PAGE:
Taxes reach into both our wallet & soul

I’m paraphrasing one of my favorite lines in Yaron Brook’s recent commentary in Forbes about how politicians use tax exemptions to garner political favor and control our behavior. He does a fine job of connecting what we usually consider to be an economic issue with a moral issue. Here are some excepts:

Tax policy works by attaching financial incentives to a long list of values deemed morally worthy. If you want to maximize your wealth come tax time–and who doesn’t?–you must look at the world through tax-colored glasses, “voluntarily” adjusting your behavior to suit social norms and thereby qualifying for tax breaks. In this way, the social engineers of tax policy preserve the impression that you’re exercising free choice, while they’re actually dispensing with your reason and your judgment. …

Government’s job is not to dictate your values but to protect them. In a free country, you choose values and then use your own money as a tool to achieve them. But a value-rigged tax policy reverses this cause and effect–it uses your money against you, bribing you with tax breaks that let you keep some of your earnings in exchange for abandoning your preferred values. …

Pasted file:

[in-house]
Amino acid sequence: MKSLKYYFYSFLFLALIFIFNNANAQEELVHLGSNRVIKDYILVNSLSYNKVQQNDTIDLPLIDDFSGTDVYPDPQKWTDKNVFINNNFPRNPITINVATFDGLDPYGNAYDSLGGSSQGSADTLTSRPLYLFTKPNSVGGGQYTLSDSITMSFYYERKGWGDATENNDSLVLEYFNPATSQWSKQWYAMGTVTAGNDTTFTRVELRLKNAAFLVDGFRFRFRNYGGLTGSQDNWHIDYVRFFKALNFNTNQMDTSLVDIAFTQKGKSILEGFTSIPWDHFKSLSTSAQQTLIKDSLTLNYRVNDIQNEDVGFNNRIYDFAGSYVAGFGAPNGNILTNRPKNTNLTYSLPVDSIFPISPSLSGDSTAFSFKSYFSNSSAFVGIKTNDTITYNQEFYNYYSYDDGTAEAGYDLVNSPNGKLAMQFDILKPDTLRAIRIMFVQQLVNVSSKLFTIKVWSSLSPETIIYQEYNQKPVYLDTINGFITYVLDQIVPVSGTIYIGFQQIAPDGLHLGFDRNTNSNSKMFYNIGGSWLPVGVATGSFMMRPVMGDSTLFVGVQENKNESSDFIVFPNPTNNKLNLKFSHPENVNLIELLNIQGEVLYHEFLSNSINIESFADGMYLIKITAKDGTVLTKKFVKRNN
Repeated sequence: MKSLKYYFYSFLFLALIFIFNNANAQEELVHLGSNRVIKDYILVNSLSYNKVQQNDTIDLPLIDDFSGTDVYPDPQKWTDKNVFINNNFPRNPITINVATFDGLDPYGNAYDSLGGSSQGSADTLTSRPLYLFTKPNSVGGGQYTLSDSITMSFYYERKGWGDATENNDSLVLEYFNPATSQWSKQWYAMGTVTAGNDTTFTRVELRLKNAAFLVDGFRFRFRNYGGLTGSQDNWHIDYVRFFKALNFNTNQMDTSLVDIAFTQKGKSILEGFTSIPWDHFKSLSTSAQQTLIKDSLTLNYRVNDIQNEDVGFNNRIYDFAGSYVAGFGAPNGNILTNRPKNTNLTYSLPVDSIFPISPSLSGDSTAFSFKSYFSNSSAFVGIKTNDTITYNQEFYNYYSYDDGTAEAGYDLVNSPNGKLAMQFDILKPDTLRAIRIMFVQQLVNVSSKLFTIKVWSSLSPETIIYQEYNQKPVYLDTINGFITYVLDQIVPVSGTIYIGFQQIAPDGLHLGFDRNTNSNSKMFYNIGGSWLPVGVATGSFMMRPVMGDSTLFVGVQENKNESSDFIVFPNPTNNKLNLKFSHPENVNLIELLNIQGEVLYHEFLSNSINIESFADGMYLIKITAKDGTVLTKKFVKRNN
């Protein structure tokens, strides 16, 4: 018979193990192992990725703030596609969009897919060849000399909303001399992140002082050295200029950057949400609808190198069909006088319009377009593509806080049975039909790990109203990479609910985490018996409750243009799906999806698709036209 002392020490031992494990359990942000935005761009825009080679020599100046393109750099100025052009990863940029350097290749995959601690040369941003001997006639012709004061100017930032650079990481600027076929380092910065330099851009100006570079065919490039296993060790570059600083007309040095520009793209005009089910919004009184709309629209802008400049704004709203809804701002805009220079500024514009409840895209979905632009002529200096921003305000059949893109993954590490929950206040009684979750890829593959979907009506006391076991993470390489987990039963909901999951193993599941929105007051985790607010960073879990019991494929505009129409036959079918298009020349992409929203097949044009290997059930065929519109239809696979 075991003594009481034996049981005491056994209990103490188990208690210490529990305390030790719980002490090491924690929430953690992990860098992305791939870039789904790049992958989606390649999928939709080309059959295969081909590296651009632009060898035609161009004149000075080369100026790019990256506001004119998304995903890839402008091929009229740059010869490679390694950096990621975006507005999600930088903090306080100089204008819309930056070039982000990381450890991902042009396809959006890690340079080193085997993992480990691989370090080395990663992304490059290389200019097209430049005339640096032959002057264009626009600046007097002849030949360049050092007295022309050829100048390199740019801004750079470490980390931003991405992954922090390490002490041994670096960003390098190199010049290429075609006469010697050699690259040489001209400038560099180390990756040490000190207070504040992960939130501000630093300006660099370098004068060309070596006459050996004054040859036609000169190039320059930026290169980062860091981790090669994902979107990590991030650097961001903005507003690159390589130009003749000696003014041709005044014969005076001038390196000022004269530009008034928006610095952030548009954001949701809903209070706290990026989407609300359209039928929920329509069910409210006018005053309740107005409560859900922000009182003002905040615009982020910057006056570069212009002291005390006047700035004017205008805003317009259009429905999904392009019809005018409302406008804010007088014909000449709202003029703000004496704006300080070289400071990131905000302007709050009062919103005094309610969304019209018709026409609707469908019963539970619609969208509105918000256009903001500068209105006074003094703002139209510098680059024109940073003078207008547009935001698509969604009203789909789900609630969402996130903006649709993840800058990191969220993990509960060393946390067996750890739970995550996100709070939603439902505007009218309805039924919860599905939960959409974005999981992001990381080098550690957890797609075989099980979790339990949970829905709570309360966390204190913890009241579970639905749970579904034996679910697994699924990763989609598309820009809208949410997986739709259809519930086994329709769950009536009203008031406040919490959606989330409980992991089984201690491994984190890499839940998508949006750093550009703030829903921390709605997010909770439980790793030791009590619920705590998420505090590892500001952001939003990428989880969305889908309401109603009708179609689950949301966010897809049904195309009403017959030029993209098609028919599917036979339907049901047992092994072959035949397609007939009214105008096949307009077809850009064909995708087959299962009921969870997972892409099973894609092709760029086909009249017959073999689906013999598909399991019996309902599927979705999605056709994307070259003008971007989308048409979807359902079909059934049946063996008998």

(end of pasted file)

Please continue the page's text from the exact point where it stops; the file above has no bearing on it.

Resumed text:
Today, it is commonly accepted that Uncle Sam has a right to reach not only into your wallet but into your soul, through tax policies that substitute some version of the “public interest” for your own rational desires. …

In place of the limitless variety that emerges when individuals plan their own lives in a free society, tax laws strive to impose a dreary sameness–as if every individual should get married, have children, buy a home and save for retirement on a government-approved schedule–and as if every company should look to bureaucrats for the one true path to selecting real estate, equipment, fuels, employees and financing. Such artificial homogeneity has no place in the tax policy of a government dedicated to protecting individual rights.

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